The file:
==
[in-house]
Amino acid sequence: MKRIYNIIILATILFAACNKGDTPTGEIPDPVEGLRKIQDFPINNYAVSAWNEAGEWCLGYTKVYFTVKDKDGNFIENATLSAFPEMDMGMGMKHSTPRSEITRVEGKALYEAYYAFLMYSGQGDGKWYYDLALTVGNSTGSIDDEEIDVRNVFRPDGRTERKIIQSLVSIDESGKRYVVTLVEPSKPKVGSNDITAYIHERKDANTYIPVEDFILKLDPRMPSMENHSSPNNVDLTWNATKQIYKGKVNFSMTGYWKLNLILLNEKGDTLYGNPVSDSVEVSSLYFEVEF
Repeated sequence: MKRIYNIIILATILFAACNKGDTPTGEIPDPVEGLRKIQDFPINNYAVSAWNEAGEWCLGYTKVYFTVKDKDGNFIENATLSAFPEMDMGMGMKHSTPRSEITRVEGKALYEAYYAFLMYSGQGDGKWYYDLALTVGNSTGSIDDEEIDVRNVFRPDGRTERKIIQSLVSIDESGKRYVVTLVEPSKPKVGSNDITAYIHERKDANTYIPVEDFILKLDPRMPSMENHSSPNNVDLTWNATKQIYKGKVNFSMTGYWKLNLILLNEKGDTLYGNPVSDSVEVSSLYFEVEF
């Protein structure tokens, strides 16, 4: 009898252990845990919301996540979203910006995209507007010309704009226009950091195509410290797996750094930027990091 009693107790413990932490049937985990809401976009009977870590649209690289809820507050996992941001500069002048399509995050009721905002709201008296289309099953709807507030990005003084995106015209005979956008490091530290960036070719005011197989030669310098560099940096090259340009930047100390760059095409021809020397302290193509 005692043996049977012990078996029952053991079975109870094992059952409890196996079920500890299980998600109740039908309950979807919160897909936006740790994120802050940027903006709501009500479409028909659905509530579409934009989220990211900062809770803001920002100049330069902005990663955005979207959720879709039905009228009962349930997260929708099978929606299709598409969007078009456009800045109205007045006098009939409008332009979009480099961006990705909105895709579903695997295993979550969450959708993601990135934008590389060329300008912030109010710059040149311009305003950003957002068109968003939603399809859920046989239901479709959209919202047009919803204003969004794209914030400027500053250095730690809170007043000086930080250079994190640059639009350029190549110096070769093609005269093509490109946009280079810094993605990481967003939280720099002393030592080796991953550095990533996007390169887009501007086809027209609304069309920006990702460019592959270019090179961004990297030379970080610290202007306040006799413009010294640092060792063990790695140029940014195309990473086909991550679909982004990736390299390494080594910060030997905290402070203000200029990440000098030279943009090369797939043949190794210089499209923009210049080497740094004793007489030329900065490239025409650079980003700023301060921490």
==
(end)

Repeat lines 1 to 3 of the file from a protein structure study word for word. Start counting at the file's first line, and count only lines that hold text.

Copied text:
[in-house]
Amino acid sequence: MKRIYNIIILATILFAACNKGDTPTGEIPDPVEGLRKIQDFPINNYAVSAWNEAGEWCLGYTKVYFTVKDKDGNFIENATLSAFPEMDMGMGMKHSTPRSEITRVEGKALYEAYYAFLMYSGQGDGKWYYDLALTVGNSTGSIDDEEIDVRNVFRPDGRTERKIIQSLVSIDESGKRYVVTLVEPSKPKVGSNDITAYIHERKDANTYIPVEDFILKLDPRMPSMENHSSPNNVDLTWNATKQIYKGKVNFSMTGYWKLNLILLNEKGDTLYGNPVSDSVEVSSLYFEVEF
Repeated sequence: MKRIYNIIILATILFAACNKGDTPTGEIPDPVEGLRKIQDFPINNYAVSAWNEAGEWCLGYTKVYFTVKDKDGNFIENATLSAFPEMDMGMGMKHSTPRSEITRVEGKALYEAYYAFLMYSGQGDGKWYYDLALTVGNSTGSIDDEEIDVRNVFRPDGRTERKIIQSLVSIDESGKRYVVTLVEPSKPKVGSNDITAYIHERKDANTYIPVEDFILKLDPRMPSMENHSSPNNVDLTWNATKQIYKGKVNFSMTGYWKLNLILLNEKGDTLYGNPVSDSVEVSSLYFEVEF